- Court rules that Seretse’s cars and properties were proceeds of crime
- Kerekang transferred funds into Bakang’s company without authority
The state has been granted civil forfeiture of Bakang Seretse’s assets which are believed to be proceeds of crime relating to the P230 million National Petroleum Fund (NPF) case, The Botswana Gazette has established.
On 8 September, Justice Omphemetse Motumise ruled in favour of the state in its application for forfeiture of assets belonging to Seretse and his companies pending the finalisation of the NPF matter.
Some of the assets believed to be proceeds of the NPF alleged loot include a Maserati Ghilibi worth P8 million, two Mercedes Benz sedans, a Lexus LX, a Toyota Rav4, a Ford Ranger, a Volvo XC 90, a Land-cruiser 4.5, a Toyota Hilux, a Ford Fiesta, a Subaru station wagon, a VW Polo and a Rolls Royce Phantom estimated to be worth P7 million.
Other assets listed include gym equipment, a Rolex watch worth more than P200,000 as well as farm and gardening equipment, all totaling more than P30 million.
The assets, listed as respondents, have been held by the state since 2018 through a restraining court order. Court papers show that between March and December 2016, former director at Department of Energy, Kenneth Kerekang, who is also charged as a co-accused in the NPF case, authorised payment of more than P60 million to Basis Points, owned by Seretse.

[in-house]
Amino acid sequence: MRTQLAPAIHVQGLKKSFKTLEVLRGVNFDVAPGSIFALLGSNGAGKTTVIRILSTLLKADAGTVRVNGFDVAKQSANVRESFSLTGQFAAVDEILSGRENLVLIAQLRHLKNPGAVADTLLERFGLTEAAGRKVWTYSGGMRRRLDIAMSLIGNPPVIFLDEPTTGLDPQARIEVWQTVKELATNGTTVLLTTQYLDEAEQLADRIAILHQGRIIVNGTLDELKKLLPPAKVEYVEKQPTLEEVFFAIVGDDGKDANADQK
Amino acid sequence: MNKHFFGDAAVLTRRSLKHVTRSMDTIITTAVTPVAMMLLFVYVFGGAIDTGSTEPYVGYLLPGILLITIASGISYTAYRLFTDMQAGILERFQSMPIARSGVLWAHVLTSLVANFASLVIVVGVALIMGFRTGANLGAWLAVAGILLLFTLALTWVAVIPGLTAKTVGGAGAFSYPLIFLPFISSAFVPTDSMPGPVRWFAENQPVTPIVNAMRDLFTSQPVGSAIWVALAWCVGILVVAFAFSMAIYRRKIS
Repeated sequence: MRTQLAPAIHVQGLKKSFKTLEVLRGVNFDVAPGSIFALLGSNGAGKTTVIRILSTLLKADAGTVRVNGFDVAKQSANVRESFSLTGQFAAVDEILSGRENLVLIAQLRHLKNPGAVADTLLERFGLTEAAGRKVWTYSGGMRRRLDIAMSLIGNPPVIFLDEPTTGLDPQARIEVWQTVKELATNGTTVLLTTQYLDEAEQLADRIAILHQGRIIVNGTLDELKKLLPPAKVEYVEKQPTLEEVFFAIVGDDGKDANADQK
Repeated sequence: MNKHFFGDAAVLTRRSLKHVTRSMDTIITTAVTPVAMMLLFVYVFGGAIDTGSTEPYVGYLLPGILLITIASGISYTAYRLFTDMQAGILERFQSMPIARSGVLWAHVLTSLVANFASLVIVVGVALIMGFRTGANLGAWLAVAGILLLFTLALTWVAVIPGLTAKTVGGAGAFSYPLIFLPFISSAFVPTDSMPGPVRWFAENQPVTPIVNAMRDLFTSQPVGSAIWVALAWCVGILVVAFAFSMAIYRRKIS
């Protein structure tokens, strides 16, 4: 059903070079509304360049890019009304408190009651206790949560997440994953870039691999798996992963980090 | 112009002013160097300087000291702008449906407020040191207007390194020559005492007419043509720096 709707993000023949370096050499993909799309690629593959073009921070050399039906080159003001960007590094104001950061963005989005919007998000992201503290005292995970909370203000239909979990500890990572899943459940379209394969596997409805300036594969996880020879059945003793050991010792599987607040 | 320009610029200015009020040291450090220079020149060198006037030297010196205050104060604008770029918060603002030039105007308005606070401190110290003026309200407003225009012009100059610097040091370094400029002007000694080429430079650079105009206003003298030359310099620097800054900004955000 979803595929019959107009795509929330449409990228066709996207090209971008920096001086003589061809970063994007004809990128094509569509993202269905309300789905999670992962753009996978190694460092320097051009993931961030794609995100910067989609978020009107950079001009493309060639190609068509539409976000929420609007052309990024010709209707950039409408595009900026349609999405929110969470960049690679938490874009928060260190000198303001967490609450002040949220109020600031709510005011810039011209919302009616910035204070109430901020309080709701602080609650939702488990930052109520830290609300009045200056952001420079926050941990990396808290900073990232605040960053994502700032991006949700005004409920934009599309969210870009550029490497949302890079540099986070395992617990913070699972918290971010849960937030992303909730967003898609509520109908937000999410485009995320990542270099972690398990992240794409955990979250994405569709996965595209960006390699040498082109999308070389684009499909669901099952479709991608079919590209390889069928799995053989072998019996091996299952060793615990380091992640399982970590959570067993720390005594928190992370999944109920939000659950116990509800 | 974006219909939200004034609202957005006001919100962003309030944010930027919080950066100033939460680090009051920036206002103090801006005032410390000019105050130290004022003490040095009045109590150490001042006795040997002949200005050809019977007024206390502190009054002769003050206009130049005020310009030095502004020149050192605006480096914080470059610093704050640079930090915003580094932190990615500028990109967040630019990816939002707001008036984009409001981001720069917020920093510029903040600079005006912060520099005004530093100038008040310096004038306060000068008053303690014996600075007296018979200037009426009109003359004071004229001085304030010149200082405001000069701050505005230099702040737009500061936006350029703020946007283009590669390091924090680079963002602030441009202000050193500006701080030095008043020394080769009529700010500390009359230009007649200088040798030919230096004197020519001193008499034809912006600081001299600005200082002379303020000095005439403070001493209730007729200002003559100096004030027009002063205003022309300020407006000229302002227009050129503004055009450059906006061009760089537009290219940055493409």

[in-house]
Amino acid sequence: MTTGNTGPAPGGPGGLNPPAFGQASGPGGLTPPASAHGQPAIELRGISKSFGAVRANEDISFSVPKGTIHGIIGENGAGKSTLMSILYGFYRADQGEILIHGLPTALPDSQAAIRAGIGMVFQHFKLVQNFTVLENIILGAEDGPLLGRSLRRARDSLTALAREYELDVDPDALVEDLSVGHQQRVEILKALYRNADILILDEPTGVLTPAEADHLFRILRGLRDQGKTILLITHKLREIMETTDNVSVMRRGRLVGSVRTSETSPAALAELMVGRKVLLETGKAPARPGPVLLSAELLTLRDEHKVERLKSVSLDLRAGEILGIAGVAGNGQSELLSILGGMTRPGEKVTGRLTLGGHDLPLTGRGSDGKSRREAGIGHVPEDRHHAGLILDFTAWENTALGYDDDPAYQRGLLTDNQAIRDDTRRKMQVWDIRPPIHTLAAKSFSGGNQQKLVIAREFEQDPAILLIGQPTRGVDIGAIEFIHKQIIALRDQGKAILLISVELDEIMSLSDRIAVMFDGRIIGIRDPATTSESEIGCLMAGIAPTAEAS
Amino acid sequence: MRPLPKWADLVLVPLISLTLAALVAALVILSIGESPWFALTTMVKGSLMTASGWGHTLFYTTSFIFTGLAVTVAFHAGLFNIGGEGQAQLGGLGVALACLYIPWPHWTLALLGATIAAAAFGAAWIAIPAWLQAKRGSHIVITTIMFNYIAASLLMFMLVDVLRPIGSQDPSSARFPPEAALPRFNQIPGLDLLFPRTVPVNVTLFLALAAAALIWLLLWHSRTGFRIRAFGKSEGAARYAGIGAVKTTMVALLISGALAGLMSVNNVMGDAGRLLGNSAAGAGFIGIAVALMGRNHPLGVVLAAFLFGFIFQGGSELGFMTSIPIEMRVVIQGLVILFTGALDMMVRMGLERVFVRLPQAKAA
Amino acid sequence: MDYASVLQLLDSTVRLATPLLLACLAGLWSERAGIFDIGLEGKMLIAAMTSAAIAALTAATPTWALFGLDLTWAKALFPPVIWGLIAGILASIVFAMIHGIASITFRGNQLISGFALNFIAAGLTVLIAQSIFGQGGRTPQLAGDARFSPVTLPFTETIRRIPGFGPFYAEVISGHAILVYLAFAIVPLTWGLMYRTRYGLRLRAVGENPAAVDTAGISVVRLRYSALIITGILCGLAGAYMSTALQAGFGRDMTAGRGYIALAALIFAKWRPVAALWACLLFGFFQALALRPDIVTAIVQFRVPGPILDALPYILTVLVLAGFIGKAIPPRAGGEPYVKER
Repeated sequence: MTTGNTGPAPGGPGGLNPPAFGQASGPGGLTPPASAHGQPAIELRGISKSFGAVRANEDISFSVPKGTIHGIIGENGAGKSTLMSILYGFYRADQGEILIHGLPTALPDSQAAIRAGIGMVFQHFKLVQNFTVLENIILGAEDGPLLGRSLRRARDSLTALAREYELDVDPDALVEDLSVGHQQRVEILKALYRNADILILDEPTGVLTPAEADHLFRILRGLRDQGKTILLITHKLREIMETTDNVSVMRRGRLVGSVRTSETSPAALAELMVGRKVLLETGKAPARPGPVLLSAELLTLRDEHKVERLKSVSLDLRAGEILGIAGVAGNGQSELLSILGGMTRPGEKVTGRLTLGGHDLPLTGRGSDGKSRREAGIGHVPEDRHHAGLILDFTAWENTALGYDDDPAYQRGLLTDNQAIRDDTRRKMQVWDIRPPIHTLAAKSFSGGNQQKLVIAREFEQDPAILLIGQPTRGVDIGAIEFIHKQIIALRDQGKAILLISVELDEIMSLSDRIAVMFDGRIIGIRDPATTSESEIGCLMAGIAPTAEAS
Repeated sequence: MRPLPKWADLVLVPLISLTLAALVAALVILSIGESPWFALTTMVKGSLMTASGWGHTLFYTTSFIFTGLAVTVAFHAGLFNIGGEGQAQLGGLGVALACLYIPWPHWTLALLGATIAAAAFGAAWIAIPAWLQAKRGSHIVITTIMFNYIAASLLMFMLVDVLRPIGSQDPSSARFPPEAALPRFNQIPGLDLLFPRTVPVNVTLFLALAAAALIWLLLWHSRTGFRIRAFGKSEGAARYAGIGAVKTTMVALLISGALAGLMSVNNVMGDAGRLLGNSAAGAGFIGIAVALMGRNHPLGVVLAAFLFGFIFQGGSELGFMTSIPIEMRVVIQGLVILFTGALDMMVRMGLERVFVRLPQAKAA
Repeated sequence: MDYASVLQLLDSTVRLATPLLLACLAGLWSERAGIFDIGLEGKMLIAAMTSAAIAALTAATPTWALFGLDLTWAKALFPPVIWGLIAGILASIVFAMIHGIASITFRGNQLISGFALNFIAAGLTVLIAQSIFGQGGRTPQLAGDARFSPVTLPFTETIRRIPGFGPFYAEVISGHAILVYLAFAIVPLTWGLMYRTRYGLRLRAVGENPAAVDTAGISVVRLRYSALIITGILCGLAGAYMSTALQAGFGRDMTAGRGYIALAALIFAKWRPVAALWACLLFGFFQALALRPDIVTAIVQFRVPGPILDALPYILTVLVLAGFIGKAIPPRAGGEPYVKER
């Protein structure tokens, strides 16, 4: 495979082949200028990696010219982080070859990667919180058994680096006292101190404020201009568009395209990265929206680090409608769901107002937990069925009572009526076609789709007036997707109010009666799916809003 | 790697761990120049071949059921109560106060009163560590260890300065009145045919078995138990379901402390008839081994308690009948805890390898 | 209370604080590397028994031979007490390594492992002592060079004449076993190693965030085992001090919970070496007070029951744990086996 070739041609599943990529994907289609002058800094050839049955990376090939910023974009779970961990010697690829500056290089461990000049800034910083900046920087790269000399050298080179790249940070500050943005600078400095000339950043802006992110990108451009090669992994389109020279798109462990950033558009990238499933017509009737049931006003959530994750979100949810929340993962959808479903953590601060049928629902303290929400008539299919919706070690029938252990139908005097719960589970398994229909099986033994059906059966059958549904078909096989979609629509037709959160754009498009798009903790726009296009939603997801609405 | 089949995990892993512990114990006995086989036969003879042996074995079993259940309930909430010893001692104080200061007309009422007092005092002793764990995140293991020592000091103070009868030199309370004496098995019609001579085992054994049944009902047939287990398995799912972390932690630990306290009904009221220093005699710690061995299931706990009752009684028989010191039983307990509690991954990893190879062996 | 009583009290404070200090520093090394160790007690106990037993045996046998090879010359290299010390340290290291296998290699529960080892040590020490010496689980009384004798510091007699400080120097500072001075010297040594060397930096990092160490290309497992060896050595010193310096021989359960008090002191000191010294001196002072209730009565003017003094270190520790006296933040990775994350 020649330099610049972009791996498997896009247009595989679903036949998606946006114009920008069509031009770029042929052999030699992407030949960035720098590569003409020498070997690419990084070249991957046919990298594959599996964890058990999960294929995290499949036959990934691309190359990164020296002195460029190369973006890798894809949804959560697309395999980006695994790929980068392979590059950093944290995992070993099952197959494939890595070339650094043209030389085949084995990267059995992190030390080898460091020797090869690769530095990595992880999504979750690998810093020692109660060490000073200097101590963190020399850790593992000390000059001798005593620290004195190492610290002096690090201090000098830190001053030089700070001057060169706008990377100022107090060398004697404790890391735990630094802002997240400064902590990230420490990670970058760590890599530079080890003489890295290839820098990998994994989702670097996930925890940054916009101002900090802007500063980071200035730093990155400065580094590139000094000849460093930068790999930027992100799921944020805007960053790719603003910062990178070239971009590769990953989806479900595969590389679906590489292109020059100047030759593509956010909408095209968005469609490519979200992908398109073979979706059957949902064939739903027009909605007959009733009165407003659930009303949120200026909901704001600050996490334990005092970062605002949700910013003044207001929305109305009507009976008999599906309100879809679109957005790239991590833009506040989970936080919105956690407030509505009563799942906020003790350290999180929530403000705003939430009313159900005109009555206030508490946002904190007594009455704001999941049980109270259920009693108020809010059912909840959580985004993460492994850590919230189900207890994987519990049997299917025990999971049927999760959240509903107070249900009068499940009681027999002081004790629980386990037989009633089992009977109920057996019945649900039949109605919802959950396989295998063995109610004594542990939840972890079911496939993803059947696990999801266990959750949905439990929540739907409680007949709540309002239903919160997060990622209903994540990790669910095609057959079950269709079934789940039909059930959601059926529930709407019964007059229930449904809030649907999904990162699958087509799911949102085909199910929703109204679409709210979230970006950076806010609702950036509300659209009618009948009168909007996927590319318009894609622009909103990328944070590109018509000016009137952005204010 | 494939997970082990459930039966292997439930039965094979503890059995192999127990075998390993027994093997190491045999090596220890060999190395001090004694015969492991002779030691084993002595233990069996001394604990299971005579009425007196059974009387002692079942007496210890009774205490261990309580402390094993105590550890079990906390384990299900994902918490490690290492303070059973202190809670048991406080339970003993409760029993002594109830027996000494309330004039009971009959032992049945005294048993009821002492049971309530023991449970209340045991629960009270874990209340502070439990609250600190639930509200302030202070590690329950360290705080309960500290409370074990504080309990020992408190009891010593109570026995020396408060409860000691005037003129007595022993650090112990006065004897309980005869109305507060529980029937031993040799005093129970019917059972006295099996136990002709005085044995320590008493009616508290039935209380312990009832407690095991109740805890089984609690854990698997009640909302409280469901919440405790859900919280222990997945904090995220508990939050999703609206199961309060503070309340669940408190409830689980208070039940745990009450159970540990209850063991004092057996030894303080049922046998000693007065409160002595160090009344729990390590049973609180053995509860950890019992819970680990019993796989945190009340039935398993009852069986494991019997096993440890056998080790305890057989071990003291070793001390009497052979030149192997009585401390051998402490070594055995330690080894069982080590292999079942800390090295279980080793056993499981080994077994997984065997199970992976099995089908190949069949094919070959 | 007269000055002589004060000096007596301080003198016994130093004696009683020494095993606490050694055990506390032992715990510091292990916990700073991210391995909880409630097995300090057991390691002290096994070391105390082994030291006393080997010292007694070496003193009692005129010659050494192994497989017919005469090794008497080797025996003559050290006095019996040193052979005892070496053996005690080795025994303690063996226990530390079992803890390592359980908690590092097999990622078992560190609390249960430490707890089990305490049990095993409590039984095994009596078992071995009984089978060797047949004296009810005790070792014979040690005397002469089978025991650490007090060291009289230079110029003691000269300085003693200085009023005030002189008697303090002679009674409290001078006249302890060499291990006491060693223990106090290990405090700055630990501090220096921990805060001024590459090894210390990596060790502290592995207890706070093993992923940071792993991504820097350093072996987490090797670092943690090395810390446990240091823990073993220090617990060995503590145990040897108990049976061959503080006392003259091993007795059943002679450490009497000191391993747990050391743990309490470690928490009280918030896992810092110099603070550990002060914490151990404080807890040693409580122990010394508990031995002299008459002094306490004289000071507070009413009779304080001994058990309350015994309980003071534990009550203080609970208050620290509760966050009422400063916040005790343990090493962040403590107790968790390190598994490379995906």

“On the balance, the respondents are therefore proceeds of serious crime and related activities liable to be forfeited to the government,” Justice Motumise ruled.
“This means that the applicant’s submissions remain unchallenged that the NPF funds were obtained in a manner that resulted in commission of confiscation offences relied on by the DPP.”
The judge observed that Kerekang acted fraudulently and without authority when transferring the NPF funds to Basis Points. In return, Kerekang and his wife were rewarded with Plot 16403 in Gaborone West, said the judge. The same plot has also been forfeited by the state.
“The public revenue was cheated contrary to section 33 of CECA by the fraudulent actions of both Mr Kerekang and Mr Seretse in diverting the NPF funds for private gain instead of purchasing oil stock for Botswana Oil, according to the avowed purpose for which the funds were assigned,” Justice Motumise intoned.
“The confiscation offence of money laundering was committed contrary to Section 47 of PICA by Mr Seretse and Basis Points by using the NPF funds to purchase the respondents for themselves and related companies and individuals.”
“The interested persons to whom the properties were transferred by Mr Seretse or Basis Points received them for no value and offered no explanation how they acquired them, consequent to a buying spree by Mr Seretse and Basis Points.”
Justice Motumise ordered that the cost of the application be borne by the respondents.
However, he ordered that the 5th Respondent (Plot No. 4890, Extension 11) be excluded from the civil forfeiture. The plot was originally acquired through a loan by Basis Points and been repossesed by Bank Gaborone through a writ of execution.
The 13th Respondent (Mercedes Benz Reg No. B 291 BEX), which is registered under Ms Jeanette Mooketse and was bought for P650 000 in May 2017, has been restored to her. Justice Motumise ruled that the state failed to prove if the car is also part of the NPF alleged loot.
Mooketse is Sadique Kebonang’s mother.